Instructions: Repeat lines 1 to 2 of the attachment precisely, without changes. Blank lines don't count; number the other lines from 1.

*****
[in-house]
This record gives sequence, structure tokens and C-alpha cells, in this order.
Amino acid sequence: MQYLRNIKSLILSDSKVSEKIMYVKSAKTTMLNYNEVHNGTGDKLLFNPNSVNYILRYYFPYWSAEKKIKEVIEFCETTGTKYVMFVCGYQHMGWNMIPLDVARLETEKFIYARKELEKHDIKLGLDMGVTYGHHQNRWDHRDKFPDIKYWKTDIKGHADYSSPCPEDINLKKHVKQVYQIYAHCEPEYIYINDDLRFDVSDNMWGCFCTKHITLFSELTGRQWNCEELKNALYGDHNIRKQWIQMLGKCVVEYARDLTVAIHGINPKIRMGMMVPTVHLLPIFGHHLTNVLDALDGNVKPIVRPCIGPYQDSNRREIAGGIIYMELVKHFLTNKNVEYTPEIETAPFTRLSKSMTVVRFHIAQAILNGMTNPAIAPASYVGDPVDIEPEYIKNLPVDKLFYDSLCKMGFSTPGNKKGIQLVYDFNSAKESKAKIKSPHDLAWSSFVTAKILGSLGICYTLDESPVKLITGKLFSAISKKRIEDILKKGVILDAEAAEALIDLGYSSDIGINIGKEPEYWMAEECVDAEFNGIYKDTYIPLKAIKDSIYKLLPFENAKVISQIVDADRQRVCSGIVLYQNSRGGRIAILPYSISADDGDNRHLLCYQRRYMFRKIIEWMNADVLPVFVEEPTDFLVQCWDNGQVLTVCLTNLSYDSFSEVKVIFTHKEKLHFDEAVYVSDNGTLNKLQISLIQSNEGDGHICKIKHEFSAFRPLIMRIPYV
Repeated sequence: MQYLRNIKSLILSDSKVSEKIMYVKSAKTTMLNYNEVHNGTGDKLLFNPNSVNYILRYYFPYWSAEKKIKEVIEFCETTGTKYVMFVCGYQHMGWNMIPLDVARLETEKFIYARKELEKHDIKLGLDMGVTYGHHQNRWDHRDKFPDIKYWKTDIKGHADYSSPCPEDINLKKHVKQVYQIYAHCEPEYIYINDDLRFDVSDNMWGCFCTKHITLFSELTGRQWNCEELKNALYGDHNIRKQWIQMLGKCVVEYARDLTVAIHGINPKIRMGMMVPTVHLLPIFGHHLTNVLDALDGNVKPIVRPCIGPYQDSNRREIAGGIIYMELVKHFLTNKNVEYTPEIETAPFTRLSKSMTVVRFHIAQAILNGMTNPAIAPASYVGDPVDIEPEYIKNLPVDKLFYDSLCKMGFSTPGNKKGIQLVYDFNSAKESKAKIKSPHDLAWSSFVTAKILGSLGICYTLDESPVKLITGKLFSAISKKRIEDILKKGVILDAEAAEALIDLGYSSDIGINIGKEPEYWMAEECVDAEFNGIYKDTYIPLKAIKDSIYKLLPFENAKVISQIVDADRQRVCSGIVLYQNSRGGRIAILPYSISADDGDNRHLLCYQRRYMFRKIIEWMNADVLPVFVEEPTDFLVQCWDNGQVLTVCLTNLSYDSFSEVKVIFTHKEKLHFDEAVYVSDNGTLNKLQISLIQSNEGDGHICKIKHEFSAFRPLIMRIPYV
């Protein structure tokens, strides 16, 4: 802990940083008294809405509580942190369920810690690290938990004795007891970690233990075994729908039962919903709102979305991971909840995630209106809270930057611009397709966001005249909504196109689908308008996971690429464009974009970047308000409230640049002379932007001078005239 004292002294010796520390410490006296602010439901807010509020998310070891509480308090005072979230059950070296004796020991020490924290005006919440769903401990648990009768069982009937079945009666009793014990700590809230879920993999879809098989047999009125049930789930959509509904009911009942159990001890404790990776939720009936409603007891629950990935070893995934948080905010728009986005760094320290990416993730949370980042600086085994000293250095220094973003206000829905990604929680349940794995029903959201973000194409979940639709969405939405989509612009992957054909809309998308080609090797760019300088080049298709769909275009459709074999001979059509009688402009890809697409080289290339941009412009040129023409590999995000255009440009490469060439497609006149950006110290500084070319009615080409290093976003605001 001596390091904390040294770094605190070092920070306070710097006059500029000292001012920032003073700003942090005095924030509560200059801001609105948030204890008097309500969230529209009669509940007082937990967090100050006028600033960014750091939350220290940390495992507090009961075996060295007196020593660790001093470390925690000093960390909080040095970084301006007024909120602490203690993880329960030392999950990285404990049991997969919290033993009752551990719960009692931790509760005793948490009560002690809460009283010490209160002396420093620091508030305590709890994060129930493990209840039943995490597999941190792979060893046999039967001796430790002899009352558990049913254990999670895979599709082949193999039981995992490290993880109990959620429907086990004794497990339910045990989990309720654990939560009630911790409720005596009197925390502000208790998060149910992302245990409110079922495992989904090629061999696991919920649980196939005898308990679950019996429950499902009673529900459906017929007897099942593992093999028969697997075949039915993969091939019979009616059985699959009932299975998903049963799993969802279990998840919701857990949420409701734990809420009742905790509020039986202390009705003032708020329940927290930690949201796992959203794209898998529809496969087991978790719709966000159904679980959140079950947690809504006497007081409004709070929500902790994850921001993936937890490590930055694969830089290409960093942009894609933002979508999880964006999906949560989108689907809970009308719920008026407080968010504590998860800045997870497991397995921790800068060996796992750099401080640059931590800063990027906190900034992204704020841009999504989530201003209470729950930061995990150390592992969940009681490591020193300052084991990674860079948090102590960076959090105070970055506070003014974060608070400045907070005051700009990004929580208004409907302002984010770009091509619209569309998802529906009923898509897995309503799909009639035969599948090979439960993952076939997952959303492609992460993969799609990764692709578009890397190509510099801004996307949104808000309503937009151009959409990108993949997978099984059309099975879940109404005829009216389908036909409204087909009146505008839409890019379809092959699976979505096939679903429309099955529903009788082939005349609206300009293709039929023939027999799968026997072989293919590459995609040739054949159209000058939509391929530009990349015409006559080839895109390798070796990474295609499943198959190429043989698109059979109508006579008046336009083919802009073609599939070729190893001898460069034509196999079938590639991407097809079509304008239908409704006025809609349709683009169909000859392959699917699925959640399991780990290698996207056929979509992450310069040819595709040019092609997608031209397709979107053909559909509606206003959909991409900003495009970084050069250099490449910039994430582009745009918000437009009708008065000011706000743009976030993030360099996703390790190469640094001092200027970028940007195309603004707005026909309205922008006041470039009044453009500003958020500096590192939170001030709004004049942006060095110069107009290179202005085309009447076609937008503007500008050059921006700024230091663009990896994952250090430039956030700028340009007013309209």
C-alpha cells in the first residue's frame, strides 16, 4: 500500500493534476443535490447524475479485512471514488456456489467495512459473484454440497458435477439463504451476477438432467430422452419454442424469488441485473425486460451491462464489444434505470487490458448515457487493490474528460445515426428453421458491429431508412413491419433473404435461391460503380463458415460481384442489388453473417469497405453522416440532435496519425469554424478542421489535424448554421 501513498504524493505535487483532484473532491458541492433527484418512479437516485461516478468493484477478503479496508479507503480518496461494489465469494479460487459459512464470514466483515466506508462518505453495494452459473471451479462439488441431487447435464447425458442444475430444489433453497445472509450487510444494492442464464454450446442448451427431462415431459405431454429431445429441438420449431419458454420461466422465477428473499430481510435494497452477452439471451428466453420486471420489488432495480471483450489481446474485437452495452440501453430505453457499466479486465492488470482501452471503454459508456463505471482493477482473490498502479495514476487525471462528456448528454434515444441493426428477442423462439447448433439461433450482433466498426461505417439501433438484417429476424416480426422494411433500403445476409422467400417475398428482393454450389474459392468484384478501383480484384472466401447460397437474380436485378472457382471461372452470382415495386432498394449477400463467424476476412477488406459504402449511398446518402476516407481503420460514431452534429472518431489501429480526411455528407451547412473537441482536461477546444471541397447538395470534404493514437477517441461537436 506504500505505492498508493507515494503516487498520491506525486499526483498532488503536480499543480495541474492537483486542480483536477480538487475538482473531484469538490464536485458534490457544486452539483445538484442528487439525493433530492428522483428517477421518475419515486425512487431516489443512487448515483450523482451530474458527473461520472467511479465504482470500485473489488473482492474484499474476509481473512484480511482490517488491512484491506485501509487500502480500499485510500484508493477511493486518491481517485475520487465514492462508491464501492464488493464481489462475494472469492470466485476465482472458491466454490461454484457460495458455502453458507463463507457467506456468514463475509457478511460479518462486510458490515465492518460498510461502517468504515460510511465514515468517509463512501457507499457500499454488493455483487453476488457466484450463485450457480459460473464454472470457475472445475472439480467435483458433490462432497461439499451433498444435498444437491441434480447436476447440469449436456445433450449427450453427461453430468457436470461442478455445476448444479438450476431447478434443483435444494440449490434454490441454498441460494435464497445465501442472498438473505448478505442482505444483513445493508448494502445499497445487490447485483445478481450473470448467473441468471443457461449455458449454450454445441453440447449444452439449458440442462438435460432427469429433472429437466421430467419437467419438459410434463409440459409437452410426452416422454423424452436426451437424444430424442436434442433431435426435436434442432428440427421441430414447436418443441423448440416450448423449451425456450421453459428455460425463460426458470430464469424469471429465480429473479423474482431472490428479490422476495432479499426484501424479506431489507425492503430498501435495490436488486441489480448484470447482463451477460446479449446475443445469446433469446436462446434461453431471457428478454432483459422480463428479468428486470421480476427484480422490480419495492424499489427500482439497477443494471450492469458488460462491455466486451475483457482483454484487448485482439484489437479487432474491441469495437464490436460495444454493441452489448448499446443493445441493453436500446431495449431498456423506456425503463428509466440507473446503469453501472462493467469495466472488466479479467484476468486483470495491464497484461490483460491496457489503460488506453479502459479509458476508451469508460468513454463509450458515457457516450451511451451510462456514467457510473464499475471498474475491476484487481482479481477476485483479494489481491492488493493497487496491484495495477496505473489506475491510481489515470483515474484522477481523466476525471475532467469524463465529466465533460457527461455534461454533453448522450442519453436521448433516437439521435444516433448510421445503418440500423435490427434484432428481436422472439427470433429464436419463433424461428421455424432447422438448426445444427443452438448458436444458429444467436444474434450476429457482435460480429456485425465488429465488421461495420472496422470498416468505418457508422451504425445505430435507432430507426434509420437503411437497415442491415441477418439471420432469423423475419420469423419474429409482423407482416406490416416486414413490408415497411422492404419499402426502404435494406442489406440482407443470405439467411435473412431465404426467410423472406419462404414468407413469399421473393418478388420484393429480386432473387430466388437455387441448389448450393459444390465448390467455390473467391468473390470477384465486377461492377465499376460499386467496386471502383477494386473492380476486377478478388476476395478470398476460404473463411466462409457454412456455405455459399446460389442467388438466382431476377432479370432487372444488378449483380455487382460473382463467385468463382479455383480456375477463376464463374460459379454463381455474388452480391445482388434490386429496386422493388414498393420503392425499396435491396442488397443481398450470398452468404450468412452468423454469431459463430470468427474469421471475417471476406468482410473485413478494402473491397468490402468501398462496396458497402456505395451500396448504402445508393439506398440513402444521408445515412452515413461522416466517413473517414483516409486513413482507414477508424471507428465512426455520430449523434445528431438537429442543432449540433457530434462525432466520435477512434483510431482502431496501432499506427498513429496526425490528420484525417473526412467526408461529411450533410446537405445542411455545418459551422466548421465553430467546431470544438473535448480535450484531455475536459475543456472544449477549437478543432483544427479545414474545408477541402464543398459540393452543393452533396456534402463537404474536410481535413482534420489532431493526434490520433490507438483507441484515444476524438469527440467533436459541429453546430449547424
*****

[in-house]
This record gives sequence, structure tokens and C-alpha cells, in this order.